This month finally sees the return of Modest Mouse, barging through with their sixth studio album Strangers to Ourselves. Long-term fans thought the day would never come and stopped holding their breath years ago; their more recent listeners have a lot of catching up to do. Everyone else is missing out.

The amount of exposure gathered by this album after the band’s eight-year hiatus makes this release one of the most anticipated of the year. Personally, its admittedly the first album in the discography where I haven’t been inclined to skip a song or two; part of the listening experience here is an awareness of how well the tracks complement each other within their melodic contexts. Not to say that there aren’t a couple clutching at straws. ‘Be Brave’ and ‘Shit in Your Cut’ bring little originality to the table and contribute minimal ideology to the overall theme of mankind’s environmental disregard. ‘Coyotes’ gave us such a taste back in mid-January, providing insight into the slower, more self conscious tones of the album and an allusion to our behaviour ‘like some serial killer’ of the wilderness.

‘Strangers to Ourselves’ isn’t different enough to be uncomfortable either. After over two decades of making music, the band maintain their rompy, indie-disco jitter juxtaposed with the mellow and introspective, a quality that stands in line with their trademark, default setting of awesome. Yet they bounce around on new territory like they’ve always belonged there. ‘The Ground Walks, with Time in a Box’ was track four of five released before the album itself and sets the standard for a new, innovative sound tried and achieved without dispute. ‘Wicked Campaign’ is another perfect example of these epic new experiments, bordering more so on synth-pop initially than anything the band have yet written or performed. There are surprises.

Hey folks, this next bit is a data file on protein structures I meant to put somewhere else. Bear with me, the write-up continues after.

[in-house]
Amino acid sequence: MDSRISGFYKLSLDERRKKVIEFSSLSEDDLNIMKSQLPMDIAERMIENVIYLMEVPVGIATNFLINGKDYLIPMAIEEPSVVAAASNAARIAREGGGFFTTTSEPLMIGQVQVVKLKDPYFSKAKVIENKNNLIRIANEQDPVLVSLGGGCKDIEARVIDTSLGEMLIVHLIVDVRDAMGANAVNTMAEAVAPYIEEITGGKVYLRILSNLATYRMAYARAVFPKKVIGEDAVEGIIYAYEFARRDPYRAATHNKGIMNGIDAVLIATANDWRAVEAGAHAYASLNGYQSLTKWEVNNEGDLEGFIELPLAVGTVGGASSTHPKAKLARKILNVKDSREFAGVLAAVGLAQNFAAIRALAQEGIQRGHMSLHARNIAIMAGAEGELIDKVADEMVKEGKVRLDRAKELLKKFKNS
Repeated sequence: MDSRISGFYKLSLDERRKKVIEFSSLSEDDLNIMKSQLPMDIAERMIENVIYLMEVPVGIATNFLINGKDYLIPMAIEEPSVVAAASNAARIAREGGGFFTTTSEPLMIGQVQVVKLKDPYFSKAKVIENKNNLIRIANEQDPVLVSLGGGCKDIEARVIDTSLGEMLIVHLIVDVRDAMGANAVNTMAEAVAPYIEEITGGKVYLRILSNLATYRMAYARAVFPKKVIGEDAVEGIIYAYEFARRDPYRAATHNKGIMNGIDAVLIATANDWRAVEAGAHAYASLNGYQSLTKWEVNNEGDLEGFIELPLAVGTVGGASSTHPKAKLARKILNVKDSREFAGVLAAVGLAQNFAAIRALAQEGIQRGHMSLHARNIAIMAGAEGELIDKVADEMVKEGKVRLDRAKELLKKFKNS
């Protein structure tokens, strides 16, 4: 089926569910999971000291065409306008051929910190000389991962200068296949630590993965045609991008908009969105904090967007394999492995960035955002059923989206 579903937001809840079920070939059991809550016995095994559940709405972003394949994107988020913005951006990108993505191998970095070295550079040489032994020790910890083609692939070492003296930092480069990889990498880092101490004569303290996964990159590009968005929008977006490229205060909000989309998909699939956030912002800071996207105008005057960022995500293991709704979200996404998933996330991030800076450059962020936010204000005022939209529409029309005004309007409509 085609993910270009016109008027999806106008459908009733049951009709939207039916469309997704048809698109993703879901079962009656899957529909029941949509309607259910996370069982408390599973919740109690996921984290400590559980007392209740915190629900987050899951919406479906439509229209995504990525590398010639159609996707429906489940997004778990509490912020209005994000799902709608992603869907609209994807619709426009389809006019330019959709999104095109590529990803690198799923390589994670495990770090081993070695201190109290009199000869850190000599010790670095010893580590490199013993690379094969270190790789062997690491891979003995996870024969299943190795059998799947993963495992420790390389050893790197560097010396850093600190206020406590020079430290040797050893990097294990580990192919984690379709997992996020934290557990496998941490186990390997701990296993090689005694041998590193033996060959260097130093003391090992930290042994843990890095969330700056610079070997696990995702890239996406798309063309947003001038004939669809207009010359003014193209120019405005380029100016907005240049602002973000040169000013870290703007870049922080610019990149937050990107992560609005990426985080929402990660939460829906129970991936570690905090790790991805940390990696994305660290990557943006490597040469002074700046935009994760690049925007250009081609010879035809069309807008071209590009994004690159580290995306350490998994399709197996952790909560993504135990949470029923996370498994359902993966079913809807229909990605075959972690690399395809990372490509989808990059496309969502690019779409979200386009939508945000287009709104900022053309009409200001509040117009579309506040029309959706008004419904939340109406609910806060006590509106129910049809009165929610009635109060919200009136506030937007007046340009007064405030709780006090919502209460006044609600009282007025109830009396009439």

After years of touring and inter-musical ventures, Modest Mouse very much bring their concerns up to date with this release. It feels like a catch up with an old friend, a little awkward in places but also a deep and enlightening experience. There’s still that comfortable touch of honesty and self-depreciation too, enabling the band to enjoy mainstream success without compromising their integrity or style. But there’s an obvious sense of the passage of time, a nod to mistakes made and lived with. Not to say this is a bad thing, of course; they’ve fought against the tendency to return by ‘playing it safe,’ and have created something precious and idiosyncratic, moving forwards in every direction and having fun doing it. With a smile in there for everyone, new musical experiences blend with the acquainted, and apparently we won’t have to wait long for new stuff.

I should think so too.